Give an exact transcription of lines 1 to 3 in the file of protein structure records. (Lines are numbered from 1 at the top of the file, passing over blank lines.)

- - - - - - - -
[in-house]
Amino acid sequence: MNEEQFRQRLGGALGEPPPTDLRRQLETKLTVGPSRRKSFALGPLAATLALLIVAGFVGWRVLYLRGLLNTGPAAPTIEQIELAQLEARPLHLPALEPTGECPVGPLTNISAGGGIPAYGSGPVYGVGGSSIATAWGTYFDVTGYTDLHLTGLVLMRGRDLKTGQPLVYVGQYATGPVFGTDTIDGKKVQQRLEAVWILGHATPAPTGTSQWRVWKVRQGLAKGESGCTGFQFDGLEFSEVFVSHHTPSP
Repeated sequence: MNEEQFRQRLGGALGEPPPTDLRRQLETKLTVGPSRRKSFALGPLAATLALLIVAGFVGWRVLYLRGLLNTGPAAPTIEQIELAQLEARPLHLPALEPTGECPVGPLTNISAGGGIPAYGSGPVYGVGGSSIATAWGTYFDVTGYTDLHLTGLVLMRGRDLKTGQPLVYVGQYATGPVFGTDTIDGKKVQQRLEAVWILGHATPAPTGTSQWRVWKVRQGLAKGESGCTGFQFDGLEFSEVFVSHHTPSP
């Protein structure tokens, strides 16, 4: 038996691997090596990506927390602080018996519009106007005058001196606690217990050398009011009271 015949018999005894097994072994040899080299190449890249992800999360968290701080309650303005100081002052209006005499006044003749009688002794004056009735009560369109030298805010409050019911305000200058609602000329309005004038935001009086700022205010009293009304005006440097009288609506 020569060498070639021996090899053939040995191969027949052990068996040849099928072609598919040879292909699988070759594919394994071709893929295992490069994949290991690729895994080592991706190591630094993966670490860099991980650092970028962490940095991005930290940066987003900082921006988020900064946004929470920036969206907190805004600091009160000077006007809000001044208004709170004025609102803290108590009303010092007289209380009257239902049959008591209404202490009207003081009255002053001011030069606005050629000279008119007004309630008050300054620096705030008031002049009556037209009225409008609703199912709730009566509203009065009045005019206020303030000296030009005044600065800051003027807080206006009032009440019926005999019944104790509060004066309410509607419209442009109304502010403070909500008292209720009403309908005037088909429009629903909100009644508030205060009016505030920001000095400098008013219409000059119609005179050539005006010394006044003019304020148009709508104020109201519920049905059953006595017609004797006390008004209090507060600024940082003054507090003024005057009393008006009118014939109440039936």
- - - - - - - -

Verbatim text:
[in-house]
Amino acid sequence: MNEEQFRQRLGGALGEPPPTDLRRQLETKLTVGPSRRKSFALGPLAATLALLIVAGFVGWRVLYLRGLLNTGPAAPTIEQIELAQLEARPLHLPALEPTGECPVGPLTNISAGGGIPAYGSGPVYGVGGSSIATAWGTYFDVTGYTDLHLTGLVLMRGRDLKTGQPLVYVGQYATGPVFGTDTIDGKKVQQRLEAVWILGHATPAPTGTSQWRVWKVRQGLAKGESGCTGFQFDGLEFSEVFVSHHTPSP
Repeated sequence: MNEEQFRQRLGGALGEPPPTDLRRQLETKLTVGPSRRKSFALGPLAATLALLIVAGFVGWRVLYLRGLLNTGPAAPTIEQIELAQLEARPLHLPALEPTGECPVGPLTNISAGGGIPAYGSGPVYGVGGSSIATAWGTYFDVTGYTDLHLTGLVLMRGRDLKTGQPLVYVGQYATGPVFGTDTIDGKKVQQRLEAVWILGHATPAPTGTSQWRVWKVRQGLAKGESGCTGFQFDGLEFSEVFVSHHTPSP